Much to my surprise, the most contentious portion of my June SPDECon discussion on software-defined storage was the seemingly innocuous slide I added at the end: In it, I simply decreed that hardware widgets couldn’t be a part of a software-as-storage solution. This seemed to be a self-evident assertion and, accordingly, I put it at the end of my slides thinking that no one would notice it. We never got to the Q&A part of my talk because this discussion usurped all of the extra session time.
After a good amount of thinking on the subject, I think I have changed my mind somewhat. Software defined storage is tragically a hardware-constrained technology. We run out of compute cycles, and the speed of light may be too slow. These sorts of vexing architecture problems are more directly and easily solved with specialized hardware. Clearly, the people in the room last June who made a living from solving problems with hardware had a legitimate concern. After that smack-down, I have done fair amount of evolution on my thinking on hardware in a software-defined world.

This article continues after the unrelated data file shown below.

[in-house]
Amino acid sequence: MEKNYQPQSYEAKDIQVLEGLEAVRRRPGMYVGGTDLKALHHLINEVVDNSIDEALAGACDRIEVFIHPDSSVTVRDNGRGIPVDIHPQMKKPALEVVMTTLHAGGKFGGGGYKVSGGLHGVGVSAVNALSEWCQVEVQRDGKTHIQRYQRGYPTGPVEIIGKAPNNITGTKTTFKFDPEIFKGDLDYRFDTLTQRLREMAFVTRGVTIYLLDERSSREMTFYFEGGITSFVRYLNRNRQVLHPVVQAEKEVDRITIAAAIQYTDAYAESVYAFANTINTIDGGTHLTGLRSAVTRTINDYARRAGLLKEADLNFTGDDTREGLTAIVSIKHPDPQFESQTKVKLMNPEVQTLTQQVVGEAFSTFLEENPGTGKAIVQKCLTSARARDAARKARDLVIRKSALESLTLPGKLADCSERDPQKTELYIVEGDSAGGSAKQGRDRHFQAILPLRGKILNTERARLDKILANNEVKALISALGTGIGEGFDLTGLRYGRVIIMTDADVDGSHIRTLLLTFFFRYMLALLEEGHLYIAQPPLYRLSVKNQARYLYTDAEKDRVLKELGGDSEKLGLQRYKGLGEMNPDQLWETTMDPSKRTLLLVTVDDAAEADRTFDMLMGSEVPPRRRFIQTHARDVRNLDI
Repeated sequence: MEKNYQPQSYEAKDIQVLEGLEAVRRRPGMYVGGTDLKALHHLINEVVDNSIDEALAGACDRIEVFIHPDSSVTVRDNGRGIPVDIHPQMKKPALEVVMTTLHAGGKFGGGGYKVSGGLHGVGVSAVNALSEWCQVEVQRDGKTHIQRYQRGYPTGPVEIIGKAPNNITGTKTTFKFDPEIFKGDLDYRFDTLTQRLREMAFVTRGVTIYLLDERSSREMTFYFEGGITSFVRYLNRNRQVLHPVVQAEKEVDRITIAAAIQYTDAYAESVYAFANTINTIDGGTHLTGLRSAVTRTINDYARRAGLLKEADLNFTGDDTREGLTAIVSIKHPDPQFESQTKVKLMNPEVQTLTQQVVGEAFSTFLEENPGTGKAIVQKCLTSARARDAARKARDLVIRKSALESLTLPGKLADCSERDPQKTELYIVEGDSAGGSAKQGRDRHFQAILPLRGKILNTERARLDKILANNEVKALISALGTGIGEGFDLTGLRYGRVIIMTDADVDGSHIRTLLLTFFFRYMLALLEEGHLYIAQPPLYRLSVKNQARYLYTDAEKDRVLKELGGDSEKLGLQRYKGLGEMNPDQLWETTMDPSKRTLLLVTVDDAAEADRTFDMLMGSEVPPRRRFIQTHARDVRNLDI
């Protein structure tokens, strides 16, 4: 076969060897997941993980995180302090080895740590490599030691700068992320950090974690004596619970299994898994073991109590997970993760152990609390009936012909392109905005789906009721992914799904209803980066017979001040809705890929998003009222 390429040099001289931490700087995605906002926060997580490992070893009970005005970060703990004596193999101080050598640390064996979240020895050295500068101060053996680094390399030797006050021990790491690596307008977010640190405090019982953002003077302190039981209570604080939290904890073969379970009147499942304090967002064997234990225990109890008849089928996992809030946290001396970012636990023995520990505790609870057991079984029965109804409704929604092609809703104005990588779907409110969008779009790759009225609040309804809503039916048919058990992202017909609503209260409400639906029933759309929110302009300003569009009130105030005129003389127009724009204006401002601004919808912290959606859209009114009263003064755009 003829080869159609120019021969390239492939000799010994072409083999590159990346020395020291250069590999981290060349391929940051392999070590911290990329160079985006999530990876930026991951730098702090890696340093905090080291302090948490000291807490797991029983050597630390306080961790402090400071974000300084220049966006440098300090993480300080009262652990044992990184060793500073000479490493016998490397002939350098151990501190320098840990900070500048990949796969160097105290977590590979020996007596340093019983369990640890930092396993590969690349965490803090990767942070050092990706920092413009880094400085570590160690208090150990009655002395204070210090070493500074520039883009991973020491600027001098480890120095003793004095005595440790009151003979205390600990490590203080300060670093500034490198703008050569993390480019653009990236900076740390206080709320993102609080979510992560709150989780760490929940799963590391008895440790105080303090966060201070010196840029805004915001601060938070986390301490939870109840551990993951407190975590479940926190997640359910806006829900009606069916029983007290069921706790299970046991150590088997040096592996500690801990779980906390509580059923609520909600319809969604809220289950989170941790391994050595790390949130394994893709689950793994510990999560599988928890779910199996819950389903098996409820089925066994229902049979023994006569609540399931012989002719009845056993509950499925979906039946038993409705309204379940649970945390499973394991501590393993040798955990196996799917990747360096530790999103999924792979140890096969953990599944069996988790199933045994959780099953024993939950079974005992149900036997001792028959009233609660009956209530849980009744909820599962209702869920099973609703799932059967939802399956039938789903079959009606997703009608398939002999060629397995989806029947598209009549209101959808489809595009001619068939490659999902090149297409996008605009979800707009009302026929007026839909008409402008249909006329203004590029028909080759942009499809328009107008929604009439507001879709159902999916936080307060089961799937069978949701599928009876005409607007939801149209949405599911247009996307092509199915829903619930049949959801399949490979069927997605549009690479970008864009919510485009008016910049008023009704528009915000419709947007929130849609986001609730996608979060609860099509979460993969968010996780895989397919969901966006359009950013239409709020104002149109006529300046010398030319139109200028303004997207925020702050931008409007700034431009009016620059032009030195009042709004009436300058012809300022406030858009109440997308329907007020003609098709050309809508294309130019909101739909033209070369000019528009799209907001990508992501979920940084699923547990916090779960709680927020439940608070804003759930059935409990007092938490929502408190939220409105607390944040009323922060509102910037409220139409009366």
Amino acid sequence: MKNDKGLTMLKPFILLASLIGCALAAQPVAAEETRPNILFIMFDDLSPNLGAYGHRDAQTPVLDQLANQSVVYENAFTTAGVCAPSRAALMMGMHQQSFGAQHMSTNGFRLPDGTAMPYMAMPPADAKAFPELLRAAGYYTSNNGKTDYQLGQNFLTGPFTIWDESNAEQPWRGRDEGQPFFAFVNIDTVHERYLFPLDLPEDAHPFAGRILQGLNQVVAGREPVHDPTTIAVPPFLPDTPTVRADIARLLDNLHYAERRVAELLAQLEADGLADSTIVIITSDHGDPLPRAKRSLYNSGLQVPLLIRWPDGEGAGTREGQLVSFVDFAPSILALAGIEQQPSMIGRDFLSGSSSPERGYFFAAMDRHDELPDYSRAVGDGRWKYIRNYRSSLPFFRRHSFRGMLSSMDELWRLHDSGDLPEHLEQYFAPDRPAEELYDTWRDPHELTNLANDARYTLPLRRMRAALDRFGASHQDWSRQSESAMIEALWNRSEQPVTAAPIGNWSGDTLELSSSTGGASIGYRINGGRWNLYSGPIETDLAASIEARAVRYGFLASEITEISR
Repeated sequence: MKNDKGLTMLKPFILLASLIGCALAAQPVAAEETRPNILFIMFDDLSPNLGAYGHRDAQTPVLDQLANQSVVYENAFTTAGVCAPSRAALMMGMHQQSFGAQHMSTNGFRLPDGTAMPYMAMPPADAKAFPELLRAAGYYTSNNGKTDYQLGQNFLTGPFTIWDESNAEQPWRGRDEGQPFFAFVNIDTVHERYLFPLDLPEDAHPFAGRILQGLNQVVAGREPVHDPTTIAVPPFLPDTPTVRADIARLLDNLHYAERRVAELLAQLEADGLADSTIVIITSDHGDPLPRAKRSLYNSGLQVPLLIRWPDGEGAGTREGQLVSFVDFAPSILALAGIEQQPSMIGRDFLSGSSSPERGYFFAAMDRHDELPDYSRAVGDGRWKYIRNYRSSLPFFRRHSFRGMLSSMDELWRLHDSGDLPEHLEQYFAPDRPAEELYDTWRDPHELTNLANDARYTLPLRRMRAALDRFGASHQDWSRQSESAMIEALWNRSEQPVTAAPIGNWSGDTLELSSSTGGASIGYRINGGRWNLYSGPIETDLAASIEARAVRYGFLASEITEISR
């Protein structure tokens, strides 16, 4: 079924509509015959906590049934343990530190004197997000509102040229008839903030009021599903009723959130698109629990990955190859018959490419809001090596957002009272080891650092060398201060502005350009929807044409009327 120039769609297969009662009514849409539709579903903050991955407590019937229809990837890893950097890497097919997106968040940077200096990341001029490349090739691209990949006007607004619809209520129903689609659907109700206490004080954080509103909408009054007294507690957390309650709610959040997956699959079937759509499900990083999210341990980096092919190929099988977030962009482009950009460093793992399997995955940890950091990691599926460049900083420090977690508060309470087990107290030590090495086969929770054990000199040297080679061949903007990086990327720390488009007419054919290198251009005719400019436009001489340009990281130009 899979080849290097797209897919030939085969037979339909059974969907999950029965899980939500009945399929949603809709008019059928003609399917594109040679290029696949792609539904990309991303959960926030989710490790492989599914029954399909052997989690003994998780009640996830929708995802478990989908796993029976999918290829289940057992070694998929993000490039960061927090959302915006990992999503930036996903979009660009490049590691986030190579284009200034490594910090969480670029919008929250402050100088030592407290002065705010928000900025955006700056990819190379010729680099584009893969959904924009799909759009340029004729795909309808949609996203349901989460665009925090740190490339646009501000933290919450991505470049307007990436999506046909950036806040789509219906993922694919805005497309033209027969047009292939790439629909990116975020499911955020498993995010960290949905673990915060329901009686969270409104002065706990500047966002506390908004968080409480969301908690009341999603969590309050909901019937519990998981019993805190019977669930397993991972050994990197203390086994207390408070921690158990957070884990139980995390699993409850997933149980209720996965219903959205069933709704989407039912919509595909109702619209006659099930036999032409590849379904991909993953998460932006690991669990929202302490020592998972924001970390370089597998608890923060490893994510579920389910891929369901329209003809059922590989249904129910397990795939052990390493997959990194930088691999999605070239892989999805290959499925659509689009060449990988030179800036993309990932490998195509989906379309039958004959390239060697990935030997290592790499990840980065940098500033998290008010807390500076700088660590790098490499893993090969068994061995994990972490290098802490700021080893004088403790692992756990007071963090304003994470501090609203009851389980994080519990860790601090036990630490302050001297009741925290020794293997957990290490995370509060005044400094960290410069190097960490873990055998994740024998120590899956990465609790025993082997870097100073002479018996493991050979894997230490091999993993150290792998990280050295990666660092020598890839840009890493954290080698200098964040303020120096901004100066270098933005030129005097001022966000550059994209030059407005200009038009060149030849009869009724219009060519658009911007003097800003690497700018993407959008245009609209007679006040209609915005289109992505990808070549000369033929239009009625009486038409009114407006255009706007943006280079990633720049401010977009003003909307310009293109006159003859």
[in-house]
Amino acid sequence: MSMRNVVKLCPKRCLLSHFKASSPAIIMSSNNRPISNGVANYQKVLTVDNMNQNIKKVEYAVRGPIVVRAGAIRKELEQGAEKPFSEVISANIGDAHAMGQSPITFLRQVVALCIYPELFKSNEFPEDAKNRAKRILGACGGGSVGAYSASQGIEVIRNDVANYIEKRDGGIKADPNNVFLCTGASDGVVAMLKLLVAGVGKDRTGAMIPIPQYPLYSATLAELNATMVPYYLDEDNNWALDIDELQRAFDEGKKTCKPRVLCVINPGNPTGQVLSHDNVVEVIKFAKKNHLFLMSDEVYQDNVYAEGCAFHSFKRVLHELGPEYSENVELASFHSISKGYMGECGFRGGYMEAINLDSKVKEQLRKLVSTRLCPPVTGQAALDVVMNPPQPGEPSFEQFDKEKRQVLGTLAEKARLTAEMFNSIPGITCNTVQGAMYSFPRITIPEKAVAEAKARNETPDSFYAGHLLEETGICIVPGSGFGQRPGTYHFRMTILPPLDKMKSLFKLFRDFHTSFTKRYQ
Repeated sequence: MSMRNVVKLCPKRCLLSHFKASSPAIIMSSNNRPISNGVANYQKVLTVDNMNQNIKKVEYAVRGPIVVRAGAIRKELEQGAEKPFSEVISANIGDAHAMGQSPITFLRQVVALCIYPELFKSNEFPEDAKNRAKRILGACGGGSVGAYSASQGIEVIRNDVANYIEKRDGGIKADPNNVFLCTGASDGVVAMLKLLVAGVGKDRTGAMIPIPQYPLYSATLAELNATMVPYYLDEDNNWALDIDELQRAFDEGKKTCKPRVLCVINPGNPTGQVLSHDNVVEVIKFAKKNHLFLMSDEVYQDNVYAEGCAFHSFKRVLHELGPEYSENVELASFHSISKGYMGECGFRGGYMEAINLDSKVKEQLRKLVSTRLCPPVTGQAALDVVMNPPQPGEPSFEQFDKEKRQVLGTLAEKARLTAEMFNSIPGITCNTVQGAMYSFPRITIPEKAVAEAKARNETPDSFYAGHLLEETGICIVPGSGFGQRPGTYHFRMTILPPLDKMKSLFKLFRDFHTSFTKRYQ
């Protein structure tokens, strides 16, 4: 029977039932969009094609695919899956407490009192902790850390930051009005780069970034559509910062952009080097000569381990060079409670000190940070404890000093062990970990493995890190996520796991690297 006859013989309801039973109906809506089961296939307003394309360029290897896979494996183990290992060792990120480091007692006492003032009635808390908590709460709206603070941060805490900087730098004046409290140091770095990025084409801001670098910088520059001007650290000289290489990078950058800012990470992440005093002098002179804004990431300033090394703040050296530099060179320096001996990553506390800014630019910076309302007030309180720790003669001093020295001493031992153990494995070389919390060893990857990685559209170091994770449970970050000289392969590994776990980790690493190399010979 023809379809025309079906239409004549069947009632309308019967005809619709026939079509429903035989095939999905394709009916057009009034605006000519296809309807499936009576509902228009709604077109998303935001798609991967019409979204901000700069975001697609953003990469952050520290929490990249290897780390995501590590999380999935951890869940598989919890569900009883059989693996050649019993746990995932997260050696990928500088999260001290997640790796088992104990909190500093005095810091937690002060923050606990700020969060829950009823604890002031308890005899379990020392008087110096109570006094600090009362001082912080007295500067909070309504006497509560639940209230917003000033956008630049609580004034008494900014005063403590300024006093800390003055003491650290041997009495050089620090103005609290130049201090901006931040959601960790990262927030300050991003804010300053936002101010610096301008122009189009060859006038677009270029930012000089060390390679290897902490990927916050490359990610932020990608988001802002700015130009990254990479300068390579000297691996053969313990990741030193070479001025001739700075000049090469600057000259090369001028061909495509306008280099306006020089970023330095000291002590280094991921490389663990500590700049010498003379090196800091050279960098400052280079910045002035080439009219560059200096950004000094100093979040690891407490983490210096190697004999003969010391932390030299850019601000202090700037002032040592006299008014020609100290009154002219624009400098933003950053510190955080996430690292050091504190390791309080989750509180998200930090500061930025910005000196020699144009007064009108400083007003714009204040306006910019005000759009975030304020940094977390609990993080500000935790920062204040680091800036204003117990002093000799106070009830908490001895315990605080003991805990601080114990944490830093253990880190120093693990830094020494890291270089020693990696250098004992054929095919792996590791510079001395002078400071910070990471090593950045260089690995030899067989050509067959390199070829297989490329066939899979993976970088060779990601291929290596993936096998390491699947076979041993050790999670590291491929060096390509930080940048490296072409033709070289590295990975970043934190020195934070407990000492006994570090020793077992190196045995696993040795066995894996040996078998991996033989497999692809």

It is looking like I will be doing the same talk again tomorrow at SDC. This time, I am using a different deck. It might turn out to be a bit more depressing if you are expecting a cookbook on how to build SDS. While I am not going to spoil my own discussion topic, I will say that it is instructive to look at places where platform properties have successfully been abstracted, so that the software doesn’t cease to work when specific hardware is missing. One example of this is the advanced SCSI functionality that has gone through standards over the last few years. VAAI, ODX, and the like are all hardware specific functions that make life substantially better for people without de-virtualizing their virtualization platform.
All that said, I’m sure I’m going to learn something new again…